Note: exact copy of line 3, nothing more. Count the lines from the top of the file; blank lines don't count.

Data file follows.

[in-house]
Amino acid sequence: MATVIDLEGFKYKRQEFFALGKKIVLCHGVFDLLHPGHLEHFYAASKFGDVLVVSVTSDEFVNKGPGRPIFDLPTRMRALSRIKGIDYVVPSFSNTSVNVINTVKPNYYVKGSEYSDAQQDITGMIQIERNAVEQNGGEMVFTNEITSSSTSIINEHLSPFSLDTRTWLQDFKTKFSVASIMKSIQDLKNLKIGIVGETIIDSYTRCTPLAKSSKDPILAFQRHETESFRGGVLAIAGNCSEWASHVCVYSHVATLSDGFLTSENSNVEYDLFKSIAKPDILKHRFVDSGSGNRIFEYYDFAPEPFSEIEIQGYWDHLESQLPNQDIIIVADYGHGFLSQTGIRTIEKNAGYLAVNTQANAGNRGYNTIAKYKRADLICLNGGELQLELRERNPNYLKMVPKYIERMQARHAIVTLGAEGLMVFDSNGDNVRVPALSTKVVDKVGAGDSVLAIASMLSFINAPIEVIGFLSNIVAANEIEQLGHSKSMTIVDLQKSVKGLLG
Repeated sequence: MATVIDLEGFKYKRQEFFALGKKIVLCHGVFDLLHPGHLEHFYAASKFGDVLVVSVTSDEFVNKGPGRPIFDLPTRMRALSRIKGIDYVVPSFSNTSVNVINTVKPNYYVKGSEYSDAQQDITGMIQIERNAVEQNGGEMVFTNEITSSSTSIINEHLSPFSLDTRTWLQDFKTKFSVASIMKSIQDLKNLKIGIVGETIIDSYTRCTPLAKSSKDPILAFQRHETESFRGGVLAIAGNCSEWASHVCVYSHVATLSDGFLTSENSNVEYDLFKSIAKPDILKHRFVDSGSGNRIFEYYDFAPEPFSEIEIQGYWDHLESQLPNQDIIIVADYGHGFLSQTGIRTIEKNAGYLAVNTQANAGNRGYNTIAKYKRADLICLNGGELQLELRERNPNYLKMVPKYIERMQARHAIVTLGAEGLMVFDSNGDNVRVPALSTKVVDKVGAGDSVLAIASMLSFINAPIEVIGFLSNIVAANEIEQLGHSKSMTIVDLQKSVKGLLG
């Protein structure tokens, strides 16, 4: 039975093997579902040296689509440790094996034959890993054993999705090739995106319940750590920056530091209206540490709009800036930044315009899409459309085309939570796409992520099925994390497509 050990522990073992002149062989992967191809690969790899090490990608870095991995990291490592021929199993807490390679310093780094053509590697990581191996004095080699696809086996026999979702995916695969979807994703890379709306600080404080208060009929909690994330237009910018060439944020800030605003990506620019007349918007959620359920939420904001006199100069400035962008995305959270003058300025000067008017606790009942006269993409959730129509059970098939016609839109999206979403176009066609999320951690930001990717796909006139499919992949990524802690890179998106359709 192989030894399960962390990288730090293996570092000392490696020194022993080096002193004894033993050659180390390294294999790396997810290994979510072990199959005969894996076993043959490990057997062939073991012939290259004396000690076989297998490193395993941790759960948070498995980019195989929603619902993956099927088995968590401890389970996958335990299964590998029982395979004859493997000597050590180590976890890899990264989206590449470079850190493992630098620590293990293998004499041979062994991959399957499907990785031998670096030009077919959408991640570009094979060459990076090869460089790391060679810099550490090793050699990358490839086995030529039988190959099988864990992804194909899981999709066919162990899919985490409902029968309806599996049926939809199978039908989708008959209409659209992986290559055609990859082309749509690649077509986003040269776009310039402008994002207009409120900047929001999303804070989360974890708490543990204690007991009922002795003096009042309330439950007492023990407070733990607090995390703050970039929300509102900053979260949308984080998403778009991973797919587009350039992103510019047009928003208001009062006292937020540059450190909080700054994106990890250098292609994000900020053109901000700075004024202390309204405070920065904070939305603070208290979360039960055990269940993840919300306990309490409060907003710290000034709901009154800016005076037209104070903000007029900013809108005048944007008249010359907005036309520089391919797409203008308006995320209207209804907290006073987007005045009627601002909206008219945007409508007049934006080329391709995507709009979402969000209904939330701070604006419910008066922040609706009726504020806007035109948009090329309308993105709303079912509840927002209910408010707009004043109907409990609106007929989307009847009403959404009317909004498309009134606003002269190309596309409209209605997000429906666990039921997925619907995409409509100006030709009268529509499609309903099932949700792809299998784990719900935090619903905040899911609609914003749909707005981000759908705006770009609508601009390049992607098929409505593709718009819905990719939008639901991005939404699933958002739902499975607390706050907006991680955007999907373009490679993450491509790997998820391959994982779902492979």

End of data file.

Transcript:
Repeated sequence: MATVIDLEGFKYKRQEFFALGKKIVLCHGVFDLLHPGHLEHFYAASKFGDVLVVSVTSDEFVNKGPGRPIFDLPTRMRALSRIKGIDYVVPSFSNTSVNVINTVKPNYYVKGSEYSDAQQDITGMIQIERNAVEQNGGEMVFTNEITSSSTSIINEHLSPFSLDTRTWLQDFKTKFSVASIMKSIQDLKNLKIGIVGETIIDSYTRCTPLAKSSKDPILAFQRHETESFRGGVLAIAGNCSEWASHVCVYSHVATLSDGFLTSENSNVEYDLFKSIAKPDILKHRFVDSGSGNRIFEYYDFAPEPFSEIEIQGYWDHLESQLPNQDIIIVADYGHGFLSQTGIRTIEKNAGYLAVNTQANAGNRGYNTIAKYKRADLICLNGGELQLELRERNPNYLKMVPKYIERMQARHAIVTLGAEGLMVFDSNGDNVRVPALSTKVVDKVGAGDSVLAIASMLSFINAPIEVIGFLSNIVAANEIEQLGHSKSMTIVDLQKSVKGLLG